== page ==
Technology in action on a progressive family business


Robots, precision spraying and investment in automation were key themes seen by around 40 RNAA members on a tour of a progressive farming and vegetable packaging business outside Brandon, Suffolk.

Article Written by Michael Pollitt.

Hi-tech and cutting edge technology was driving progress for a long-established Breckland family farm and vegetable business, said managing director Jamie Lockhart.

He welcomed members to the packing operation at Brick Kiln Farm, Brandon, which washes, processes and packs root vegetables including parsnips, potatoes and onions. There has been massive investment in the pack house, especially in automation of repetitive tasks like “crowning” and “top and tailing” of the key parsnip crop.

Mr Lockhart, who became managing director about three years ago, said that Frederick Hiam became a limited company on May 5, 1925 but that the founder had started in business some 30 years earlier.

The farming business has about 7,000 acres in Norfolk and Suffolk plus land, typically on company tenancies, in Cambridgeshire. It has concentrated increasingly on lighter and sandy soils and moved away from the heavier fen soils in the past few years. A recent extension of the business involves growing vegetables and other root crops on 1,000 acres at Tim Jolly’s Roudham farm, he said.

However, the packhouse operation, which employs about 60 full-time staff, was key to the business. Frederick Hiam has concentrated on supplying top quality produce to a range of markets, including also sending daily to London’s Covent Garden. It was also packing produce for other grower enterprises as partnerships have been developed.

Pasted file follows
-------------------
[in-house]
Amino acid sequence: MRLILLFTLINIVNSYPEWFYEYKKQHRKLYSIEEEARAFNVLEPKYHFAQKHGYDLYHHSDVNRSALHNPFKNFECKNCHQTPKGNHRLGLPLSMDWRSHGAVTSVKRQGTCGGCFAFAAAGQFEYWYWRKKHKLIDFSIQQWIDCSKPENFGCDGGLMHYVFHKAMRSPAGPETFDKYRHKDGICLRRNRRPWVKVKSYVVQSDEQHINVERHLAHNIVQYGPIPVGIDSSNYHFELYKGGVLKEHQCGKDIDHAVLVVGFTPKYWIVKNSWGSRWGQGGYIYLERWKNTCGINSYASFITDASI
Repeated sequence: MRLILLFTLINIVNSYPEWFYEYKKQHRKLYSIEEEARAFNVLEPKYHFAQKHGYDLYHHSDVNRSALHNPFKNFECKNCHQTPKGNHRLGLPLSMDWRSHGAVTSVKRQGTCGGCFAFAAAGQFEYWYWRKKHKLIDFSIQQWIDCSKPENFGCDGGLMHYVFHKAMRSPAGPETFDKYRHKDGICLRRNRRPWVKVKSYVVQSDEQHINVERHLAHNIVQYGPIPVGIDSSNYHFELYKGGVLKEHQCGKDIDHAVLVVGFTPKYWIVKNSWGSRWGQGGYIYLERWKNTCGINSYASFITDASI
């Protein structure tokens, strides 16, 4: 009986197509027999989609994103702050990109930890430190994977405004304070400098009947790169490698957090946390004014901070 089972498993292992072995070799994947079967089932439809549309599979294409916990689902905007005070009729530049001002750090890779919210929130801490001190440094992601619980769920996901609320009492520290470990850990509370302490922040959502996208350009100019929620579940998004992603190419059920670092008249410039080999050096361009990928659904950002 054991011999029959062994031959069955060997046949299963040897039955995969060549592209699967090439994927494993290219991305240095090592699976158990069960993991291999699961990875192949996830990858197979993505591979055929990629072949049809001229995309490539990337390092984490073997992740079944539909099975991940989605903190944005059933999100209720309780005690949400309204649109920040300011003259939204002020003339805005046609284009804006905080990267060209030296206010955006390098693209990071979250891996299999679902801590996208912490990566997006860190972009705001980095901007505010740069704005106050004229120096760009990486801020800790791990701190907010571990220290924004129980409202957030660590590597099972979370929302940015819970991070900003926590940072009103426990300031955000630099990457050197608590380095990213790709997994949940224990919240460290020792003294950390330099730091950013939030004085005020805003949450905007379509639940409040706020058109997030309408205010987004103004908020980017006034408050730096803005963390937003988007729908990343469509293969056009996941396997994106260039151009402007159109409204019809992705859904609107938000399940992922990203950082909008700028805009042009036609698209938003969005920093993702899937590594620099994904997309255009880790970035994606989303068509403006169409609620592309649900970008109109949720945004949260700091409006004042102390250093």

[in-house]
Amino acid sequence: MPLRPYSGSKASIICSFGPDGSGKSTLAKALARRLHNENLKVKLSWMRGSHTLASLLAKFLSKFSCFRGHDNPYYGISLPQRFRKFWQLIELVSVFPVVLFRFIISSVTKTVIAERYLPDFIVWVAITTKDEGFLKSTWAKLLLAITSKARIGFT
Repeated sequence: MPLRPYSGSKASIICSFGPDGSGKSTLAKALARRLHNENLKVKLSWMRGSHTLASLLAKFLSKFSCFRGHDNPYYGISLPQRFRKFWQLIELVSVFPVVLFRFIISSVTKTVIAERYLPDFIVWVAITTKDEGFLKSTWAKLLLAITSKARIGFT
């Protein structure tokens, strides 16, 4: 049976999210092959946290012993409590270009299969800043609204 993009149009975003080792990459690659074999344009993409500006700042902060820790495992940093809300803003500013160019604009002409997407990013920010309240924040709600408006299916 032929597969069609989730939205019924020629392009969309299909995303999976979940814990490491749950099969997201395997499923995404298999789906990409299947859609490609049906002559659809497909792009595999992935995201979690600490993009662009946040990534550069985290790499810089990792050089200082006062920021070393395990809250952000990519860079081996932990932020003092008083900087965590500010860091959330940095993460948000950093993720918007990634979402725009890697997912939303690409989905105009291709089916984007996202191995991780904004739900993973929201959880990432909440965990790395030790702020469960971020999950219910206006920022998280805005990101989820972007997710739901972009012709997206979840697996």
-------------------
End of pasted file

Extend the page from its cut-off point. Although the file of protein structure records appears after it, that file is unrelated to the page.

Mr Lockhart said that the drive for increased automation, especially in the parsnip operation, was a direct result of the difficulty of recruiting labour. As a result, a new parsnip processing line, utilising techniques and machinery developed in New Zealand, had been successfully introduced. With the challenge of harvesting, washing and preparing parsnips – given that more than 30pc of the crop was sold in just three weeks in December – finding casual labour has become a struggle.

In the recent past, they had to bring casual labour from London for night shift work, which was incredibly costly. In total, precision cutting machinery for “crowning” and “tailing” parsnips had reduced the number of roles by about 20 – and also made the business more competitive. An automatic cutting line can “crown” a parsnip every two seconds – without breaks – preparing about 6 tonnes an hour. Each knife will cut about 150,000 roots before the blades have to be replaced. In addition, trimming accuracy was now about 93 to 94pc compared with about 55pc on former manual systems.

Optical scanning was also in operation on an adjoining potato processing line although again, there were still roles for final visual quality checks.

There has also been big investment in solar panels, producing about 1.5Mw, which has substantially reduced soaring electricity bills although the planning and regulatory process proved very challenging. Interestingly, panels have now been fitted to the north side of buildings despite the lower solar yield compared with south-facing aspects. The new panels yield 17pc more than the much older southerly ones.

In field operations, Frederick Hiam has introduced robots for drilling and in-crop weed control. This summer, the two-metre Robotii, each weighing three tonnes, drilled and weeded about 40ha of parsnips. There was some anxiety, when after extensive trials, the Robotii went “live” and unsupervised. As Mr Lockhart admitted: “We were more than a little nervous. They started at 7.30pm and when we returned the next morning at 6.30am, they had done the work.”

The visitors were also shown precision crop sprayers, which again used the latest smart technology to identify weeds in the growing crops. A tiny dose of a crop protection production could be applied – with precision and at a low rate – through the 156 nozzles of each three-metre unit. As the sprayer was enclosed, it prevented drift and made it possible to operate in a light, windy conditions.

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